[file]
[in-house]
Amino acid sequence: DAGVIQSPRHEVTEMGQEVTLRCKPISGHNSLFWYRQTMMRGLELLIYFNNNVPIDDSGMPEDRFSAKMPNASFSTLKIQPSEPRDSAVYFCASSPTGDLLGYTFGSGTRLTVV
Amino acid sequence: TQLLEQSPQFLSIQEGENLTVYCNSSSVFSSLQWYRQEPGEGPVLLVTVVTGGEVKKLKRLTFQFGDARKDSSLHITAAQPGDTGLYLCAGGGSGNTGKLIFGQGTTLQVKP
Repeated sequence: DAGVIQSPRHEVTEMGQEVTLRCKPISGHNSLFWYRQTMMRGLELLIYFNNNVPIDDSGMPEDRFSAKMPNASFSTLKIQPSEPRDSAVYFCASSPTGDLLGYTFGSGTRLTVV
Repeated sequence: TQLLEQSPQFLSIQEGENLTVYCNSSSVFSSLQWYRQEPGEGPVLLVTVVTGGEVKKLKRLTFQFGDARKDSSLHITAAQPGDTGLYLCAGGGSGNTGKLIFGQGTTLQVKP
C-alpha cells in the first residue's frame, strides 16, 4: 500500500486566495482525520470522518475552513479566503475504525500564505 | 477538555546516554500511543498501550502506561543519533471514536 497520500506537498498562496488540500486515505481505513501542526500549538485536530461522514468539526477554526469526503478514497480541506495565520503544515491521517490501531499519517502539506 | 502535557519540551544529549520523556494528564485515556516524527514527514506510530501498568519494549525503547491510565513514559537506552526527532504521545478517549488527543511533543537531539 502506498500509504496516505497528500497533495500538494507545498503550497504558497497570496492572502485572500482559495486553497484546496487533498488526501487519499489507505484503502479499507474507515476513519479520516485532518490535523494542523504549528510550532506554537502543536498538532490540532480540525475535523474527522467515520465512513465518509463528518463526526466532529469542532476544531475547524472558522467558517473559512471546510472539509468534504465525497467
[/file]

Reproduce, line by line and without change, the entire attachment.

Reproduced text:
[in-house]
Amino acid sequence: DAGVIQSPRHEVTEMGQEVTLRCKPISGHNSLFWYRQTMMRGLELLIYFNNNVPIDDSGMPEDRFSAKMPNASFSTLKIQPSEPRDSAVYFCASSPTGDLLGYTFGSGTRLTVV
Amino acid sequence: TQLLEQSPQFLSIQEGENLTVYCNSSSVFSSLQWYRQEPGEGPVLLVTVVTGGEVKKLKRLTFQFGDARKDSSLHITAAQPGDTGLYLCAGGGSGNTGKLIFGQGTTLQVKP
Repeated sequence: DAGVIQSPRHEVTEMGQEVTLRCKPISGHNSLFWYRQTMMRGLELLIYFNNNVPIDDSGMPEDRFSAKMPNASFSTLKIQPSEPRDSAVYFCASSPTGDLLGYTFGSGTRLTVV
Repeated sequence: TQLLEQSPQFLSIQEGENLTVYCNSSSVFSSLQWYRQEPGEGPVLLVTVVTGGEVKKLKRLTFQFGDARKDSSLHITAAQPGDTGLYLCAGGGSGNTGKLIFGQGTTLQVKP
C-alpha cells in the first residue's frame, strides 16, 4: 500500500486566495482525520470522518475552513479566503475504525500564505 | 477538555546516554500511543498501550502506561543519533471514536 497520500506537498498562496488540500486515505481505513501542526500549538485536530461522514468539526477554526469526503478514497480541506495565520503544515491521517490501531499519517502539506 | 502535557519540551544529549520523556494528564485515556516524527514527514506510530501498568519494549525503547491510565513514559537506552526527532504521545478517549488527543511533543537531539 502506498500509504496516505497528500497533495500538494507545498503550497504558497497570496492572502485572500482559495486553497484546496487533498488526501487519499489507505484503502479499507474507515476513519479520516485532518490535523494542523504549528510550532506554537502543536498538532490540532480540525475535523474527522467515520465512513465518509463528518463526526466532529469542532476544531475547524472558522467558517473559512471546510472539509468534504465525497467